The time stamp on my paper luckily got the mark of 12:04
    Had it been 12:09 it would have lowered my for sure low-ish score

    After my paper had been submitted for its final fate
    I couldn’t help but sit and laugh at the crazy not so fun mess I had made
    However, in those moments I finally learned a lesson I had needed to know
    It’s what you know you learned that counts not the mark that tells you so.


    So after years and years of stressing over school trying to achieve perfection
    I’m just happy learning and am enjoying musings and contemplation.

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    1. I can picture you sweating...then laughing and laughing!

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  7. In the picture I took of her last summer, she is wearing an old woman’s house-dress, dark blue dotted with whimsical shapes which, upon closer inspection months later on a different continent, turn out to be flying saucers in yellow, green, red and turquois. At 88, my grandmother is an old woman indeed. Eighty-eight in Bulgaria is the equivalent to at least 100 in America, I tell friends who have never been to Bulgaria, before offering a narrative about lives without preventive medicine, too many carbs, too little respect.

    At 88, my grandmother enjoys listening to Bulgarian folk music, watching reruns of The Bold and the Beautiful, and looking out for us—her Kentucky descendants—on the evening news. Though our trip to Bulgaria last June was prompted by concerns about my her health—would she live long enough to meet her great-grand children growing up in America if we waited too long?—she did not seem overly sentimental about our visit. She spoke slowly to my six-year-old daughter, trusting that delayed speed would make up for lack of vocabulary. She listened to folks music and, according to one witness, danced with my three-year-old son on a Saturday afternoon. She took both kids to the playground behind the apartment building where I spent summer nights growing up. And she posed for a picture with me, my mother and my daughter: following an American tradition of photographing the women and girls in a family, which she did not question.

    Last summer, my grandmother did not make banitsa, my favorite childhood dish. She said she was too old to roll out thin sheets of filo. I suspected she wanted to watch her favorite show. So I offered to make banitsa using filo purchased at the 24-hour store where my mother works. While my grandmother watched TV, I crumbled Bulgarian feta and we talked about our lives on each side of an ocean. She told me about her varicose veins and diminishing desire for sweets. I told her about using her method for keeping over-the-knee socks above the knee and about eating chocolate 6 nights a week. She told me she was ready to join my grandfather in the afterlife. I told her the kids and I would be back in 2 years, that I planned to make banitsa for her at least one more time.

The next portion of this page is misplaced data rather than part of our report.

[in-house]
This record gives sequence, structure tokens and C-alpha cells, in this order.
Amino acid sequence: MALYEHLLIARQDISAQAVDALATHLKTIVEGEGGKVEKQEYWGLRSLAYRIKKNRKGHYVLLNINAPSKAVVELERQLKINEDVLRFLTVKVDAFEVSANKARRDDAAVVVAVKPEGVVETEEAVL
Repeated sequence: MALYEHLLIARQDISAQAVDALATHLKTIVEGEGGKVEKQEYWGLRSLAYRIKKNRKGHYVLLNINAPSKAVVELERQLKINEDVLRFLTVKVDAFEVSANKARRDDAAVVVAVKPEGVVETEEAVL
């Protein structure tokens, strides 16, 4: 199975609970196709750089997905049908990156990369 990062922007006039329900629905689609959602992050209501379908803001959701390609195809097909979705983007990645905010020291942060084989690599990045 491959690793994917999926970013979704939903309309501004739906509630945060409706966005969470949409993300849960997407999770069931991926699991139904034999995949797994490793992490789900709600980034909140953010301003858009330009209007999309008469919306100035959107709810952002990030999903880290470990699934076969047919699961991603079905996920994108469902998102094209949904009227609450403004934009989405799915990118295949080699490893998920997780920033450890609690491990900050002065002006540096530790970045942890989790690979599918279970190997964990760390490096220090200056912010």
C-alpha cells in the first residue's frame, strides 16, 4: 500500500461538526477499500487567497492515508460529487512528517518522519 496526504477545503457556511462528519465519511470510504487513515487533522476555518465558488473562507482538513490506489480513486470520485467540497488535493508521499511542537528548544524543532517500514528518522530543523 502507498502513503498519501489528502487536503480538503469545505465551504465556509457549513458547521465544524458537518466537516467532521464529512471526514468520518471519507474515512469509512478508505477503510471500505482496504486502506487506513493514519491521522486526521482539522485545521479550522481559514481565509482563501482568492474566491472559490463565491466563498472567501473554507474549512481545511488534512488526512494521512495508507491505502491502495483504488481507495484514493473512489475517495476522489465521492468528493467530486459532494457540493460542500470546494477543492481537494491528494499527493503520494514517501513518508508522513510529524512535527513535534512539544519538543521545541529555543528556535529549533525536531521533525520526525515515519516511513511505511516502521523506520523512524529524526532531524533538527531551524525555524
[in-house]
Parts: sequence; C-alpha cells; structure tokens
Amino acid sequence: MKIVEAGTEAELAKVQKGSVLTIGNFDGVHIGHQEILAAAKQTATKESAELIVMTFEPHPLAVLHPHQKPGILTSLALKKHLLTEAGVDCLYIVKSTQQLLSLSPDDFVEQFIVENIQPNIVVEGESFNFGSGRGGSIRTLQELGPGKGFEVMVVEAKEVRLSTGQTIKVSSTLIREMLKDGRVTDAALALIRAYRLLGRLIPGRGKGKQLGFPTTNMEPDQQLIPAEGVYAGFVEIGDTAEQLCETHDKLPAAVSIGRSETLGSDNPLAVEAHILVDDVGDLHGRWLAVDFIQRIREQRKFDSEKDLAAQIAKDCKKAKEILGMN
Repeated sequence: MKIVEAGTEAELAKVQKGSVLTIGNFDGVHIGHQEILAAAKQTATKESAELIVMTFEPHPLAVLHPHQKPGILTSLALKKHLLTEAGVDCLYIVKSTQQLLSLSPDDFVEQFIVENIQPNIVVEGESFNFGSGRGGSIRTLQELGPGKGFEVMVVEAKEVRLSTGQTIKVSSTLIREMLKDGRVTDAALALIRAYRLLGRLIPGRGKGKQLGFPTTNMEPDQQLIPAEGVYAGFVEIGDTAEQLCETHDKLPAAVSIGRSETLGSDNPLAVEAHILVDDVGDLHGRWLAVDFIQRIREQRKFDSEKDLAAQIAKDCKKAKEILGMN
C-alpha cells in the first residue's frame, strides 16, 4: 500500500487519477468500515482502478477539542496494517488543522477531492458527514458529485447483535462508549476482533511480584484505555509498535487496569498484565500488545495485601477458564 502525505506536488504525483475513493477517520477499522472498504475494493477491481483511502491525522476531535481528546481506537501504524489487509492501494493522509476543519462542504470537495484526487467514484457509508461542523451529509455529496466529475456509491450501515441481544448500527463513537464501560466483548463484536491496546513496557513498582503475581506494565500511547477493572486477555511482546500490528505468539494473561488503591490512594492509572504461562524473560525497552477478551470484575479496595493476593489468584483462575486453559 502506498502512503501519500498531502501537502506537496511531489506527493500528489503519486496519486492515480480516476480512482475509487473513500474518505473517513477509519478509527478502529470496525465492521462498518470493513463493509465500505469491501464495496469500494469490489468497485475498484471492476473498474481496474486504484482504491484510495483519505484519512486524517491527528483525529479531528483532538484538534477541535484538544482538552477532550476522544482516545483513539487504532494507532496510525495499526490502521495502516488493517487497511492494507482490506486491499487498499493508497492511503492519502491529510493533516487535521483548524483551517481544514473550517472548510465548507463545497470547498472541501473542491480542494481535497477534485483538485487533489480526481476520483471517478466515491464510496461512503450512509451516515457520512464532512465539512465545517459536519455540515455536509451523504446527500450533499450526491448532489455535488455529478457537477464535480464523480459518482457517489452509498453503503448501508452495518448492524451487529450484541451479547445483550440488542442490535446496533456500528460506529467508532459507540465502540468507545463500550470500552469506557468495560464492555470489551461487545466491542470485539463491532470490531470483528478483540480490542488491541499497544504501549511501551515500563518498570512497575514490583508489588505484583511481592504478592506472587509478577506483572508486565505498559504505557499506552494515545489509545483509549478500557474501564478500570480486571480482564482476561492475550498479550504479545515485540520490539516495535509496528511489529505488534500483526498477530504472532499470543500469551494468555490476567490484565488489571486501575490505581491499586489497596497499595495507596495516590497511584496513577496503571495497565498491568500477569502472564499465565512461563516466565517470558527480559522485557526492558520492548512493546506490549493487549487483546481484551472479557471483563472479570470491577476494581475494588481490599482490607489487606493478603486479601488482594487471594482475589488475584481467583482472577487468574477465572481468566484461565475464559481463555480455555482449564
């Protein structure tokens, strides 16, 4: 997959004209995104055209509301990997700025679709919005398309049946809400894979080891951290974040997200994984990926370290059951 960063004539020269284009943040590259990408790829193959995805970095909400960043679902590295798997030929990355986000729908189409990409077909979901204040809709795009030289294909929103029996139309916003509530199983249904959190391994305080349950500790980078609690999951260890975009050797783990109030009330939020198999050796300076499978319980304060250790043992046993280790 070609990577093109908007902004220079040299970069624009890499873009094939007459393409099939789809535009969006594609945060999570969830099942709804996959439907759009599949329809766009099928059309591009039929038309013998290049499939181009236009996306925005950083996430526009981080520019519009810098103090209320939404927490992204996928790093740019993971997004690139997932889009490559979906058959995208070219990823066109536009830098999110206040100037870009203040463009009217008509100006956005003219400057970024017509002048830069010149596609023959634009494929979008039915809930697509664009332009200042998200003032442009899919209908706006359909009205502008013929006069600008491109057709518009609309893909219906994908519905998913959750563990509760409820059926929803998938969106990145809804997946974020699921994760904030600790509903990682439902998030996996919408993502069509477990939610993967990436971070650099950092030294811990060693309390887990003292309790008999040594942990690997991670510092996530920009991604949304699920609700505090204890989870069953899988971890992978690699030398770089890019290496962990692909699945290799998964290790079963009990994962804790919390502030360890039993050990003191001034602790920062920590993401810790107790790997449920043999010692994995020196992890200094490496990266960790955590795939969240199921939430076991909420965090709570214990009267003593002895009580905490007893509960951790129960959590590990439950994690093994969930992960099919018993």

Nine months later, my grandmother’s house-dress reminds me of a long skirt I wear when the winter drags on: deep blue with bright stripes to keep the dark months at bay.

    Nine months later, I believe in my grandmother’s life: unfolding slowly near an old TV, dancing tunes illuminating Saturday afternoons.

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  8. I believe in changes.

    Emotional, physical, location—you name it and I believe in the changes that may happen to it.

    I’m currently at a serious decision making point in my life for various reasons. First of all, I've dealt with trusting my friends and other people a large amount this semester. I’ve let my guard down and let people help me emotionally when necessary and for the most part this was a good change. I’ve also changed from being completely pessimistic all of the time—to only most of the time. Accepting that maybe, just maybe, things can sometimes work out in your favor. I’ve also started to understand that decisions I previously made, while they may have been the right one at the time, can and probably will change.

    But the biggest change I’m facing is one that will affect all aspects of my life. I literally have no idea where I will be next year. I’ve yet to decide if I’ll be at Transy or somewhere else and I don’t really know what to say to people when they start asking questions--trying to persuade my final decision. But what I’ve learned to believe in is that changes can be okay. I need to believe in my friends no matter where I go, I need to believe that you can have a relationship and not be in the same place as that person, and I need to believe that when you leave one place you are by no means abandoning everything you helped create and build there.

    So I need to believe in change. I haven’t convinced myself whole-heatedly that I do believe in change, but I know that in order to move forward in the next few months I need to believe in change and the positive influence it can have on your life and those around you.

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  9. to the kids at Arlington: